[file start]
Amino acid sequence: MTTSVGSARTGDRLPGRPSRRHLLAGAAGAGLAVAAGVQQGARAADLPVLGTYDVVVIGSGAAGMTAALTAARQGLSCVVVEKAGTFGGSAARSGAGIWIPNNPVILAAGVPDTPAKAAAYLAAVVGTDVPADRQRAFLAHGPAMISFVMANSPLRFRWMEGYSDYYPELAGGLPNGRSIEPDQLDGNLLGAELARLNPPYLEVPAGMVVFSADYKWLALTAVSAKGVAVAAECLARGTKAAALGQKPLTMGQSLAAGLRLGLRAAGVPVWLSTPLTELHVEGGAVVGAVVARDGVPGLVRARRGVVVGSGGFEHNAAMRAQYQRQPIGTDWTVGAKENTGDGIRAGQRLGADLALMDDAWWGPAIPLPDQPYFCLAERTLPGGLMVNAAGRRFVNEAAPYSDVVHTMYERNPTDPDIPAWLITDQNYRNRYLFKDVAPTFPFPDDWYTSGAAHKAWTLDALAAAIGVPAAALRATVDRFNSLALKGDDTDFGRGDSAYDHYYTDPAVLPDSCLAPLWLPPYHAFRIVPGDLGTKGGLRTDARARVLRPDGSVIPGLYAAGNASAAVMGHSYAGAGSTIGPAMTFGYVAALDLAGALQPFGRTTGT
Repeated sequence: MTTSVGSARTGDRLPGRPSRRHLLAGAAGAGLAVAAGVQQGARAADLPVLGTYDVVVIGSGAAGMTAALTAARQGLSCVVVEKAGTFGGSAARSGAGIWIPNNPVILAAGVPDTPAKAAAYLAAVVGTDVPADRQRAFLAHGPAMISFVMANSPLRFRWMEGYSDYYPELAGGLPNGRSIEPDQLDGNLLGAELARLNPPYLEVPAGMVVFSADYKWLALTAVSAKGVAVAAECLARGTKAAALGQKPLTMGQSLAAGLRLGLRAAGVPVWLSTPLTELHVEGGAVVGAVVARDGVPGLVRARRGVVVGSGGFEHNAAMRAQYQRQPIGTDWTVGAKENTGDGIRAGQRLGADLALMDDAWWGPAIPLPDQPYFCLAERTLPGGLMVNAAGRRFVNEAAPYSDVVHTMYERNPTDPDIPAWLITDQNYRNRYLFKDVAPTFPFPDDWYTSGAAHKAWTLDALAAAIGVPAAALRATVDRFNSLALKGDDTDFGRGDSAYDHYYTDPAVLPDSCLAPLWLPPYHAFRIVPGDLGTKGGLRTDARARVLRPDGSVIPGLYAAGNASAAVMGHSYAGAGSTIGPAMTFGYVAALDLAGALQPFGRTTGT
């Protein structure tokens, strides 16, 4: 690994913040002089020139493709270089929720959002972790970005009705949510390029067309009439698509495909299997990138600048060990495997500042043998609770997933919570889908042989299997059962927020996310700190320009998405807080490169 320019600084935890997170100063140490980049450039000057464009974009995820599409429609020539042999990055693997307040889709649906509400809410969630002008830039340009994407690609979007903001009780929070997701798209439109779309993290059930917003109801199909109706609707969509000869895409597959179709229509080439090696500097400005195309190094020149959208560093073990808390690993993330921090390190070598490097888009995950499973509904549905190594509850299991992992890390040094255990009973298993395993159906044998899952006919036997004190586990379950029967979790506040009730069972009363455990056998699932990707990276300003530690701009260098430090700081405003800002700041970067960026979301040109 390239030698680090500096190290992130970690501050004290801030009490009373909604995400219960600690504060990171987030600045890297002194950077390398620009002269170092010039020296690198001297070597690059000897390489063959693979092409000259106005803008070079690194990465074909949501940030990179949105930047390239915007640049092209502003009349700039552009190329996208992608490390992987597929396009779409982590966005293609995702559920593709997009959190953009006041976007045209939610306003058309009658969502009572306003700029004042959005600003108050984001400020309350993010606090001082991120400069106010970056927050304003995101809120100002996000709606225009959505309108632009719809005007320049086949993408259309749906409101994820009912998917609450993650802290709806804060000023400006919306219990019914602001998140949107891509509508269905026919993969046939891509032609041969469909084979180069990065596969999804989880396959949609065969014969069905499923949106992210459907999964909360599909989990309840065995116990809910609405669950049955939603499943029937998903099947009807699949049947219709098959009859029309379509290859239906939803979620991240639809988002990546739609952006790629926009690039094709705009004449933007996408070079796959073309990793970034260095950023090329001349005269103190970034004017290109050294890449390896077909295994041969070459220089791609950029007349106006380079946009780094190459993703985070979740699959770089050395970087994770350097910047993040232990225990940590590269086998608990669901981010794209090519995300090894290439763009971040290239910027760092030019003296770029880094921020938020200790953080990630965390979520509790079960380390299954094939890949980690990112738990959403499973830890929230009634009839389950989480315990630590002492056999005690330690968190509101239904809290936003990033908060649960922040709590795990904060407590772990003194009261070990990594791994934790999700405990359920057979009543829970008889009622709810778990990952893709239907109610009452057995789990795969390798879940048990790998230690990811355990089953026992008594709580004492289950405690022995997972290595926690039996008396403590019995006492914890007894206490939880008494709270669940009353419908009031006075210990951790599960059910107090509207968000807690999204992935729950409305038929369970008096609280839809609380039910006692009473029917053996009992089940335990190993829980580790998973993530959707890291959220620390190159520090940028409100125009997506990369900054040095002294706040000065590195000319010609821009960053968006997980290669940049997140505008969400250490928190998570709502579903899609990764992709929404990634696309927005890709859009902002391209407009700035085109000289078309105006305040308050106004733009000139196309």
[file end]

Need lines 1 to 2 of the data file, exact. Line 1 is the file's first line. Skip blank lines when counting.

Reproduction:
Amino acid sequence: MTTSVGSARTGDRLPGRPSRRHLLAGAAGAGLAVAAGVQQGARAADLPVLGTYDVVVIGSGAAGMTAALTAARQGLSCVVVEKAGTFGGSAARSGAGIWIPNNPVILAAGVPDTPAKAAAYLAAVVGTDVPADRQRAFLAHGPAMISFVMANSPLRFRWMEGYSDYYPELAGGLPNGRSIEPDQLDGNLLGAELARLNPPYLEVPAGMVVFSADYKWLALTAVSAKGVAVAAECLARGTKAAALGQKPLTMGQSLAAGLRLGLRAAGVPVWLSTPLTELHVEGGAVVGAVVARDGVPGLVRARRGVVVGSGGFEHNAAMRAQYQRQPIGTDWTVGAKENTGDGIRAGQRLGADLALMDDAWWGPAIPLPDQPYFCLAERTLPGGLMVNAAGRRFVNEAAPYSDVVHTMYERNPTDPDIPAWLITDQNYRNRYLFKDVAPTFPFPDDWYTSGAAHKAWTLDALAAAIGVPAAALRATVDRFNSLALKGDDTDFGRGDSAYDHYYTDPAVLPDSCLAPLWLPPYHAFRIVPGDLGTKGGLRTDARARVLRPDGSVIPGLYAAGNASAAVMGHSYAGAGSTIGPAMTFGYVAALDLAGALQPFGRTTGT
Repeated sequence: MTTSVGSARTGDRLPGRPSRRHLLAGAAGAGLAVAAGVQQGARAADLPVLGTYDVVVIGSGAAGMTAALTAARQGLSCVVVEKAGTFGGSAARSGAGIWIPNNPVILAAGVPDTPAKAAAYLAAVVGTDVPADRQRAFLAHGPAMISFVMANSPLRFRWMEGYSDYYPELAGGLPNGRSIEPDQLDGNLLGAELARLNPPYLEVPAGMVVFSADYKWLALTAVSAKGVAVAAECLARGTKAAALGQKPLTMGQSLAAGLRLGLRAAGVPVWLSTPLTELHVEGGAVVGAVVARDGVPGLVRARRGVVVGSGGFEHNAAMRAQYQRQPIGTDWTVGAKENTGDGIRAGQRLGADLALMDDAWWGPAIPLPDQPYFCLAERTLPGGLMVNAAGRRFVNEAAPYSDVVHTMYERNPTDPDIPAWLITDQNYRNRYLFKDVAPTFPFPDDWYTSGAAHKAWTLDALAAAIGVPAAALRATVDRFNSLALKGDDTDFGRGDSAYDHYYTDPAVLPDSCLAPLWLPPYHAFRIVPGDLGTKGGLRTDARARVLRPDGSVIPGLYAAGNASAAVMGHSYAGAGSTIGPAMTFGYVAALDLAGALQPFGRTTGT